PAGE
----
First, Second and Third Pulls of Olympic Weightlifting
Updated: Sep 3, 2018
The first pull removes the bar from the floor and takes it to just above knee level.
The aim of the first pull is to begin the upward acceleration of the barbell and set the lifter up for a successful second pull.
This is achieved by re-balancing the combined weight of the lifter and the barbell over the middle of the foot whilst moving the barbell upwards towards the body until it is just above knee level.
Balance the System
As soon as the bar leaves the floor the barbell and the lifter become one system (one combined mass).
It’s important for the weight of the entire system (the lifter + the weight of the barbell) to be centred (balanced) over the middle of the foot.
If it isn’t, the lift will become much more difficult and all kinds of problems will present themselves later in the lift.
In order to achieve a balanced system, the barbell needs to be pulled back slightly towards the body, and the lifter needs to maintain whole foot contact with the floor whilst shifting their weight slightly towards the back half of their foot.
If, during the first pull, the bar is lifted straight upwards, the athlete-barbell system will be off balance and the weight of the barbell can cause the lifter’s weight to shift forward towards the front of their foot.
So, a key aspect of a successful first pull is being aware that the knees need to get out of the way so the barbell can be pulled back slightly.
Weight Distribution and Knee Extension
In the starting position (immediately prior to the initiation of the first pull) a lifter’s weight is distributed evenly across their feet, and their knees will be flexed (bent).
To remove the barbell from the floor and accelerate it upwards, a lifter is required to generate force with their legs by extending their knees. This is achieved by pushing into the floor with the legs and feet.
At the same time, the lifter needs to begin shifting their weight slightly towards the back of the foot. This will re-balance the athlete-barbell system.
The bar path will be slightly backwards and as such it’s important to keep the knees out of the way so the barbell doesn't have to move around the knees.
This is achieved by driving the knees out, which also creates stability in the hips, knees and ankles, and moving them slightly backwards. At the end of the first pull the lifter’s shins will be approximately vertical.
The angle of your torso relative to the floor will remain roughly the same until the bar reaches just above your knees and the transition into the second pull begins.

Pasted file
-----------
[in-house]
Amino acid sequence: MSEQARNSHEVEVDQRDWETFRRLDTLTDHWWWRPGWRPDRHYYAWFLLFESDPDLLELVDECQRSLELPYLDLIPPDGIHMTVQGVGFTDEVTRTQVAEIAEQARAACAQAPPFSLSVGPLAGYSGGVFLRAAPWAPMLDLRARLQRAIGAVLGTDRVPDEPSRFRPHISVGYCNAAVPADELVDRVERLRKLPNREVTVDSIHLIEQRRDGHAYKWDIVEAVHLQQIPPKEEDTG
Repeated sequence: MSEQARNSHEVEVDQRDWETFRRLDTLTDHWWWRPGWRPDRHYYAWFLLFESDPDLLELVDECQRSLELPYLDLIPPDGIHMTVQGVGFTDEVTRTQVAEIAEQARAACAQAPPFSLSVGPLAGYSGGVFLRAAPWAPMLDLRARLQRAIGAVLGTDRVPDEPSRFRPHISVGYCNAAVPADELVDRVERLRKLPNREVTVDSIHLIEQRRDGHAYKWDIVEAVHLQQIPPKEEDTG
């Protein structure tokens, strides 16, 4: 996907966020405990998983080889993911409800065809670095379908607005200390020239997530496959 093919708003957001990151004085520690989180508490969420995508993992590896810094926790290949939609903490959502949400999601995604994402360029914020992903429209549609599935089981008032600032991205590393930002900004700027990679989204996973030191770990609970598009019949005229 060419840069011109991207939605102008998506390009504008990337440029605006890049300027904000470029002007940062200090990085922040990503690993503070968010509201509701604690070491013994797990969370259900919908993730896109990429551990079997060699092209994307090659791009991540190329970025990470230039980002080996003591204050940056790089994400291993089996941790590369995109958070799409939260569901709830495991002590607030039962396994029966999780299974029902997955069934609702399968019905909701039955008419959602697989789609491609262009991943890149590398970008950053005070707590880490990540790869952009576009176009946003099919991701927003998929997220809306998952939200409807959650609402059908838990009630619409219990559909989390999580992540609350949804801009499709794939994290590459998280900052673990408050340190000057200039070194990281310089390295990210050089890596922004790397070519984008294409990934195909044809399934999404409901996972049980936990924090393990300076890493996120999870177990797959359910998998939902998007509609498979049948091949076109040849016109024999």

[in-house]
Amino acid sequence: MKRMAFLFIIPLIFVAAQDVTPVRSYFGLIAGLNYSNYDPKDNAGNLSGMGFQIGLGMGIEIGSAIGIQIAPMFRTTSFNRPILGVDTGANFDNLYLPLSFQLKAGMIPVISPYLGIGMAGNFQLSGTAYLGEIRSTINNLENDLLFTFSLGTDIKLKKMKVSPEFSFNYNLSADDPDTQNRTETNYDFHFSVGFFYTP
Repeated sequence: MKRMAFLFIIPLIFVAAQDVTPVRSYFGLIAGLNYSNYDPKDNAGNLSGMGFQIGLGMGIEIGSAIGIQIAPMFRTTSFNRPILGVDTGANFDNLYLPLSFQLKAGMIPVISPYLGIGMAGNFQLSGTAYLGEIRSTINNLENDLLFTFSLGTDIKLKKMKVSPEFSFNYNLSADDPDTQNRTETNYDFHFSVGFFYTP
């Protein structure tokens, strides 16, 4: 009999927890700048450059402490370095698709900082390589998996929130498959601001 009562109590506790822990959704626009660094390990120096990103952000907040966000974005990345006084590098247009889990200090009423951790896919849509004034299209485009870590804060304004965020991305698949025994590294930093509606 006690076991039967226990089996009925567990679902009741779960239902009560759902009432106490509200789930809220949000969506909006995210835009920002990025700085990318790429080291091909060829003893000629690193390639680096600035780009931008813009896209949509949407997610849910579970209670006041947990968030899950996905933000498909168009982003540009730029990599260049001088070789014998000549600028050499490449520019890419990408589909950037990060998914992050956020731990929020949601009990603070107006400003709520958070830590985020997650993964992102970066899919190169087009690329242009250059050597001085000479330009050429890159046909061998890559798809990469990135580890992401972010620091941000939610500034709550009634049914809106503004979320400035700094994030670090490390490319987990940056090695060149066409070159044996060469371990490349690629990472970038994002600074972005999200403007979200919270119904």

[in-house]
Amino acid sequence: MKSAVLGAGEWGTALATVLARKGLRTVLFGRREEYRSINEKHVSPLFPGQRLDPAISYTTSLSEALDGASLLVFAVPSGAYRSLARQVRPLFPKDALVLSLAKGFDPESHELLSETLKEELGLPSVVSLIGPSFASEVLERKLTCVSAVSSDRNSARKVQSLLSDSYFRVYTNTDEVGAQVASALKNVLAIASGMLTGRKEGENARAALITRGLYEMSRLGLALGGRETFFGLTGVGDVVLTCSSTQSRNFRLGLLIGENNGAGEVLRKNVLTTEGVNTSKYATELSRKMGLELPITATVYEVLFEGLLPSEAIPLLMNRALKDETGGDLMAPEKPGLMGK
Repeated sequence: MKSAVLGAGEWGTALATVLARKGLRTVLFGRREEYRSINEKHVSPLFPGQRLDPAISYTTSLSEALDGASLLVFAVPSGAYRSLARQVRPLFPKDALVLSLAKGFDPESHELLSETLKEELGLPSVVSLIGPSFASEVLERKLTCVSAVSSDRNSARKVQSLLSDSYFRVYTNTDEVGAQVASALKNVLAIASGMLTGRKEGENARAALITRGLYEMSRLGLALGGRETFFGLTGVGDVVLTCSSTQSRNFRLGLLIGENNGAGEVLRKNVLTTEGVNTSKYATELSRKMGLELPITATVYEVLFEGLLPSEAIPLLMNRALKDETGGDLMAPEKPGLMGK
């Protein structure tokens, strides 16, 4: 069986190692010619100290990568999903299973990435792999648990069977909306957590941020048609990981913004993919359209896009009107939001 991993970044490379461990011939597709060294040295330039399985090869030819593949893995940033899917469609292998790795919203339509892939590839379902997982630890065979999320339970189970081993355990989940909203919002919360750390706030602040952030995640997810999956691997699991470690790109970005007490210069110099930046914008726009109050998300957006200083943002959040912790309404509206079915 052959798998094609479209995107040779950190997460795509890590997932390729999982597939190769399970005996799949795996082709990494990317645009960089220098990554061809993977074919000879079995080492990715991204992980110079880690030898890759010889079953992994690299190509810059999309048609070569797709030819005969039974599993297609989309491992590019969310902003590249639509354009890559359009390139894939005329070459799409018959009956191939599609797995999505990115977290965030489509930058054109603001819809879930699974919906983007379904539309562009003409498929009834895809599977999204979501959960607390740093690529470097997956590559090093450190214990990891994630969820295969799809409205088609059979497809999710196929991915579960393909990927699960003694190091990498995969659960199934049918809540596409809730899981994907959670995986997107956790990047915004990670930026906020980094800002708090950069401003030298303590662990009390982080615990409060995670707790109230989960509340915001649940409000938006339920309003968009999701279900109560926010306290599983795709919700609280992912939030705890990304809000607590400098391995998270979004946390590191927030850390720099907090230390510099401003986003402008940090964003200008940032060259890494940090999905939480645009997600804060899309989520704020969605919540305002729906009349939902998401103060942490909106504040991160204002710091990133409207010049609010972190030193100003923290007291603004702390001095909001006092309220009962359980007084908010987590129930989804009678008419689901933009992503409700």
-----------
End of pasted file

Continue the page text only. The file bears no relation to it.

The majority of the first pull is caused by knee extension and this motion will not cause any significant change in torso angle relative to the floor.
This does not mean the torso won’t move at all or that the lifter should shoot the knees as far back and the hips as high up as possible — these are common errors and put you in a poor position (hips high but barbell still on floor).
Instead, the barbell will move upwards, the knees will extend and the torso will remain in approximately the same position; everything happens together in a smooth and controlled movement.
Key Points of First Pull
Push with the legs to separate the barbell from the floor
Shift your weight towards your heels
Pull the bar slightly back towards your body (keep the barbell as close to your body as possible without grinding it against your shins)
Back angle relative to the floor will remain pretty much the same (no significant or immediately obvious change)
Shoulders are over the bar at the end of the first pull
The second pull takes the lifter from the hang position (barbell just above the knees) through the power position, into triple extension and sets up the third pull where the lifter will relocate themselves under the bar.
The second pull is the really explosive part of the lift. The hips, knees and ankles extend and contact is made with the bar in an attempt to contribute to, and continue, the upward acceleration of the barbell to make it easier to relocate under in the third pull (the higher the barbell goes up, the easier it is for the lifter to get underneath it).
Scoop/Double Knee Bend/Re-bending of Knees/Transition